U.S. Forest Service research dates back almost to the time the national forests were created. In 1910, research began at Wind River to learn more about reforestation following the Yacolt Fire in 1902. Established in 1912, the Wind River Arboretum is the oldest in the Pacific Northwest and ranks among the earliest forestry experiments still in existence in the region.
This interpretive trail passes dead and surviving trees of 250 species from all over the world planted here to see which ones would grow best for timber production. Small placards identify each species; 14 larger interpretive signs tell how the exotic trees fared. It’s no surprise native trees grow best in this climate.
If you start your hike on the trail to the left at the arboretum entrance, you will be able to read the interpretive signs in sequence. As you walk through the groves, contemplate the long-term learning that has happened here over the last century. When you leave, look up in awe at the Giant Sequoia trees in front of the historic houses on Chapman Avenue; they have grown very well at Wind River.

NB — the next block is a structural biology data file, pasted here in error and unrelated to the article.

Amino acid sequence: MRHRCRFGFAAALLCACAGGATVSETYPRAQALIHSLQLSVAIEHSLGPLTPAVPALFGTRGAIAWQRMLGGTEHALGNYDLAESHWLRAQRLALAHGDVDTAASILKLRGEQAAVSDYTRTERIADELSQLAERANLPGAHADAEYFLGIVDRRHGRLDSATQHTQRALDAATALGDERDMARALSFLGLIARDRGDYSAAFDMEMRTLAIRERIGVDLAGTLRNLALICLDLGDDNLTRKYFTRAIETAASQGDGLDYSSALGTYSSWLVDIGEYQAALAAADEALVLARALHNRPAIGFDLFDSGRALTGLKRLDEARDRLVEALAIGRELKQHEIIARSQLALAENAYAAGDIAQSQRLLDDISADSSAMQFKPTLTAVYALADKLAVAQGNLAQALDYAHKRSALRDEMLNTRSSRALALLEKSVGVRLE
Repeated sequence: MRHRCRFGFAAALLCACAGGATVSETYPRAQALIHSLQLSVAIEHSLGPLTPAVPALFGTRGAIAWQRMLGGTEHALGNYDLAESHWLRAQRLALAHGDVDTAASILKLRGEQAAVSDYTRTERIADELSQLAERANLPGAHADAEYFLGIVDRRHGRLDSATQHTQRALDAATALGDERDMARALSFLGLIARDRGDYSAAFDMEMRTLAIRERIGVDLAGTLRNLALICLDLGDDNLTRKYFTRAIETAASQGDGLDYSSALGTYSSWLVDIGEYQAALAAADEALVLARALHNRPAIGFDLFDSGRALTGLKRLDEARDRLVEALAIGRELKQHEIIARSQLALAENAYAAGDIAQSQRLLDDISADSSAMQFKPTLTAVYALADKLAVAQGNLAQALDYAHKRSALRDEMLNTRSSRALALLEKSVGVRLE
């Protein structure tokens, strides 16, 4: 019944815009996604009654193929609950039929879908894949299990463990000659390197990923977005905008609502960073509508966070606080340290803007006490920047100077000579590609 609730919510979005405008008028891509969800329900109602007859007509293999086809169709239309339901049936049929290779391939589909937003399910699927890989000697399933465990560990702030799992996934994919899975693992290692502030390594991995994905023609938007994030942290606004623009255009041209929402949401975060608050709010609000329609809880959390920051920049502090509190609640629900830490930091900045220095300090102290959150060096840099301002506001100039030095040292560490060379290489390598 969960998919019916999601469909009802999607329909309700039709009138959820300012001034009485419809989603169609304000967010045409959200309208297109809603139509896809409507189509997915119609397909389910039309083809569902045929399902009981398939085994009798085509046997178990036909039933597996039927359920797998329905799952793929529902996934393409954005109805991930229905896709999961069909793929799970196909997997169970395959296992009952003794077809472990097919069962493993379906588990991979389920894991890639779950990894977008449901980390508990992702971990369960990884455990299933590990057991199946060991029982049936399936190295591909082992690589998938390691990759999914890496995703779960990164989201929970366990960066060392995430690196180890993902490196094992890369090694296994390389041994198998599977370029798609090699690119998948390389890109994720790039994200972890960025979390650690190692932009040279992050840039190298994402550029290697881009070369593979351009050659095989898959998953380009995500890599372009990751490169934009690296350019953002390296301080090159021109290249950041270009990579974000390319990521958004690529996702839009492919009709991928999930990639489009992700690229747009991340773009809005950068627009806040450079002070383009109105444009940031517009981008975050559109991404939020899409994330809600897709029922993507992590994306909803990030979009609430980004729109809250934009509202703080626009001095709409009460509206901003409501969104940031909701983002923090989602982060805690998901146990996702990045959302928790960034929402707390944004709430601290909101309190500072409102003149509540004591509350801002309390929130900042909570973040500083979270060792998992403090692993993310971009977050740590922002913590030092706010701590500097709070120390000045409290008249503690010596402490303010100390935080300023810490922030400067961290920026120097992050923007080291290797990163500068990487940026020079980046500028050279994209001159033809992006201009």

The low elevation makes this family-friendly hike accessible most of the year, but spring brings wildflowers under the trees.
WTA Pro Tip: Some of the former Forest Service houses have been renovated and are available to rent for overnight accommodations. If you’re visiting for the day restrooms are seasonally available at the Hemlock Picnic Area at the junction of Hemlock Road and FR 43.